Tuesday, May 03, 2005

shame, regret, cynicism

The face she shows me is a little sour,

Though sugar has never tasted sweeter.

Sugar would be bored by its own sweetness

If it ever came to know that sour flavor.

#1795: From Rumi's Kolliyaat-e Shams-e Tabrizi

I woke with a bitter taste in my mouth. I felt shame, regret and cynicism. None of these words yielded a first line but I noticed the sour in the line at the top of the index and also the she. This was it, then. My own face, surely, was showing itself "a little sour".

We currently live in an age of cynicism, a so-called "post-modern" time where everything is "deconstructed". The heroic and the hopeful have suffered a good deal of bad press as a consequence. There is certainly a sticky sentimentality that can adhere to our images of love especially.

I wonder at Rumi's use of she here. This verse is just one among many that celebrate his love for Shams. He rarely directly laments the subsequent loss, the absence of his beloved. There is a joy of love that transcends both the ordinary joy and the bitterness of love. That transcendent joy is not sentimental like the first for it acknowledges and even honours sadness, sourness, the day-to-day realities of love.

I've been reading Erich Fromm's Greatness and Limitations of Freud's Thought and Rumi came up in this paragraph:
It is most important to note that Freud and his disciples usually speak of "object love" (in contrast to "narcissistic love") and of a "love-object" (meaning the person one loves). Is there really such a thing as a "love-object"? Does not the loved person cease to be an object, i.e., something outside and opposed to me (same root as in to object)? To speak of love-objects is to speak of having, with exclusion of any form of being; it is not different from a merchant speaking of capital investment. In the latter case capital is invested, in the former, libido. It is only logical that frequently in psychoanalytic literature one speaks of love as libidinous "investment" in an object. It takes the banality of a business culture to reduce the love of God, of men and women, of mankind to an investment; or the enthusiasm of a Rumi, Eckhart, Shakespeare, Schweitzer to show the smallness of the imagination of people whose class considers investment and profit to be the very meaning of life.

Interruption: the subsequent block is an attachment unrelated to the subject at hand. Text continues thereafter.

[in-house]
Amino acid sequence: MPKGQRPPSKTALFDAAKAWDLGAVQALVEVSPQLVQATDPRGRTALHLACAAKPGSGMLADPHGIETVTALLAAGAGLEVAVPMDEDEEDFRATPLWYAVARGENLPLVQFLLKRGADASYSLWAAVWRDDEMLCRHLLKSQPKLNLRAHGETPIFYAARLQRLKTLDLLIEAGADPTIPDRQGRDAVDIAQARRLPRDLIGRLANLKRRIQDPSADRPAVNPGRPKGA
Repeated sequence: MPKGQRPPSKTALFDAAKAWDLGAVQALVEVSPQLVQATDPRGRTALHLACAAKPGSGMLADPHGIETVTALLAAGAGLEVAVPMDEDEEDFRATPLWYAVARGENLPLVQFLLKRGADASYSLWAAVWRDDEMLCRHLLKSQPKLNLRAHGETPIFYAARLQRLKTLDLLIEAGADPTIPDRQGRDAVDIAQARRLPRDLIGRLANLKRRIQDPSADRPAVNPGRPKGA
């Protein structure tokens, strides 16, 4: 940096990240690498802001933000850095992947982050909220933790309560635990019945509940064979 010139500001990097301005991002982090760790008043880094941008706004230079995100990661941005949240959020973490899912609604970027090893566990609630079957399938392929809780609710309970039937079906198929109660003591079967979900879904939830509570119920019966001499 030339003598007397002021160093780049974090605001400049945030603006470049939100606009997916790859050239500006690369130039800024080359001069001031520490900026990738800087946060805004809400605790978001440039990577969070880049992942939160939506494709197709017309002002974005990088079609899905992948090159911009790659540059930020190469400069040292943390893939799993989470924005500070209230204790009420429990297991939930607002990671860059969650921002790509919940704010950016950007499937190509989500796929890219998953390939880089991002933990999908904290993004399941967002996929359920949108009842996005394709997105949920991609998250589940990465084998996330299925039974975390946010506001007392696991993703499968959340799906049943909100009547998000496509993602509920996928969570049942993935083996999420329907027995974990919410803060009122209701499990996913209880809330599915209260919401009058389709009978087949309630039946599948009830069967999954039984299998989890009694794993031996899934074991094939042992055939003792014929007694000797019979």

So love has a bad name: on the one hand an empty sentimentality and on the other a cynical exploitation. I'm not sure of love myself. I'm not sure I've ever known it, for I doubt I can ever have steered so accurately between the Scylla of sentimentality and Charybdis of cynicism.

One of my favourite fairy tales is The Water of Life from Andrew Lang's The Pink Fairy Book. In it, a heroine succeeds in rescuing her three brothers from a stoney spell (a result of cynicism or listening to voices of derision). She follows the instruction of a helpful giant to just keep going and not turn towards the mocking voices. She thus stays focussed on her task and reaches the summit of a mountain where lies the water of life (and the talking bird and the tree of beauty).

I invested libido into this story by applying coloured inks to the above illustration by H.J. Ford. The investment has paid off in that I recall the story in times of need and thereby find courage to stick to the task in hand. Perhaps the story returns to me readily because it is no longer outside of me. It is not even my story. Perhaps it is truer to say that I am the story.


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